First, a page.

The town recently selected Boston-based architectural firm Feingold, Alexander and Associates to study the building’s compliance with American with Disabilities Act (ADA) requirements and its historical preservation. This analysis will coincide with work by a committee to determine future uses for the former library, which opened in 1909.
“This is an important building because its location is in the heart of the campus of the schools and it is historical,” said Conservation Administrator Joe Grady, who sits on the committee looking at the building’s potential uses.
Grady is joined on the committee by School Committee member Neil Johnson, Historical Commission member Norman Tucker, Municipal Committee on Disabilities member Marcia Solberg, Community Preservation Committee member Tony Kelso and Steve Jones of the Youth Commission.
After last year’s town meeting appropriated $50,000 in Community Preservation Act funds for the assessment of the building, the town put out a Request for Proposal and received 15 replies. Grady said all the proposals were carefully reviewed with three applicants being chosen for interviews, including Feingold, Alexander and Associates.
“I was surprised they wanted a project as small as this because this is a big, top-of-the-line firm,” said Grady. “One of their principles came to meet with us and expressed their interest in the project and how they envisioned multiple uses for the building.”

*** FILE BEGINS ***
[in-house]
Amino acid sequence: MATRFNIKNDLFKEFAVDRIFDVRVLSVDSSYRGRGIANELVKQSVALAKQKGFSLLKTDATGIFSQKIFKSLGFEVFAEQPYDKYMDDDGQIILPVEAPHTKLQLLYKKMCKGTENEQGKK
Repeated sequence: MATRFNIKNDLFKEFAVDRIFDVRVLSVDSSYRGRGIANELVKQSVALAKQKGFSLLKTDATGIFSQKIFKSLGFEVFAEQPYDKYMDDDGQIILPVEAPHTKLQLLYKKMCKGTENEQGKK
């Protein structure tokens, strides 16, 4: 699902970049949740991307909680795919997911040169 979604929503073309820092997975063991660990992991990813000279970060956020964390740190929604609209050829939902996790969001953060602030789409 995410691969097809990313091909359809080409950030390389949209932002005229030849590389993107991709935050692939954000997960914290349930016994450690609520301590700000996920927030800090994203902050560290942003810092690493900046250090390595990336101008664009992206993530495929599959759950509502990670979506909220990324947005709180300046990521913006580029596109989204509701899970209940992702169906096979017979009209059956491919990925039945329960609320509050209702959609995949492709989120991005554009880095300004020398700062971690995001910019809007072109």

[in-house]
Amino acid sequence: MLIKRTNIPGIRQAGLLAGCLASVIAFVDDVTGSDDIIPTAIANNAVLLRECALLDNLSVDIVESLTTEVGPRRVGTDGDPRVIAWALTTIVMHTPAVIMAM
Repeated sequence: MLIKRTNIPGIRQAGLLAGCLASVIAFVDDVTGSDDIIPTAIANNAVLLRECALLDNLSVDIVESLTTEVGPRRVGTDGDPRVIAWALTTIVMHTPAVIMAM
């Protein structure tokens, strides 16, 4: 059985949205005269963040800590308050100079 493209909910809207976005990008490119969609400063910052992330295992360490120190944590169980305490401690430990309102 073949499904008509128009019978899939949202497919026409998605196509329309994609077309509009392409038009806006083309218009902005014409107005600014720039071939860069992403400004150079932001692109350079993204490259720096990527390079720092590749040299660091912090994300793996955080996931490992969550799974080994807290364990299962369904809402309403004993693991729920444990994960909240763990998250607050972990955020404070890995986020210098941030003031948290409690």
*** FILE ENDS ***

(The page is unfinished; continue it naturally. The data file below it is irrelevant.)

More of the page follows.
Grady added that the firm also found the 1968 flat-roof addition to the rear of the building, which many in town dislike, might have some historical significance itself.
“They will give us some idea of the condition of the building, from the interior to the exterior,” said Grady. “This is a solid way to look at what’s going on with this building from a firm that has done work on the Wang Center, Boston’s Old City Hall, the Hatchshell and other [well-known] structures.”
Holly Morris of the Community Preservation Committee said that she is also excited with the selection of Feingold, Alexander and Associates and that pictures and plans of the building have been sent to the firm with keys to the building soon to follow.
While the $46,000 assessment is underway, committee members will brainstorm on three uses for the building, said Grady, with one most likely being a youth center.
The origins of the Wright Building date back to 1889, when Henry Winsor gifted $5,000 to the Trustees of the Duxbury Partridge Academy for a free library in town. George and Georgiana Wright signed a deed of trust seven months later giving the trustees a parcel of land on St. George Street with a house already on it, to use for a library and place for social gatherings which they wanted as a memorial to their late son, George Buckham Wright.
In 1907, Georgiana Wright offered to build a more permanent building on the St. George Street three-eights of an acre parcel if the town would re-locate the house currently on it, which Grady believes is the house located directly across from Alden Street.
A new building was constructed and in July of 1909, the library opened to the public.
As for this next chapter in the Wright Building’s history, Grady said the timeline for both the completion of the assessment and the committee’s recommendations for re-uses of the structure to be at the end of May when they will present their findings to the town.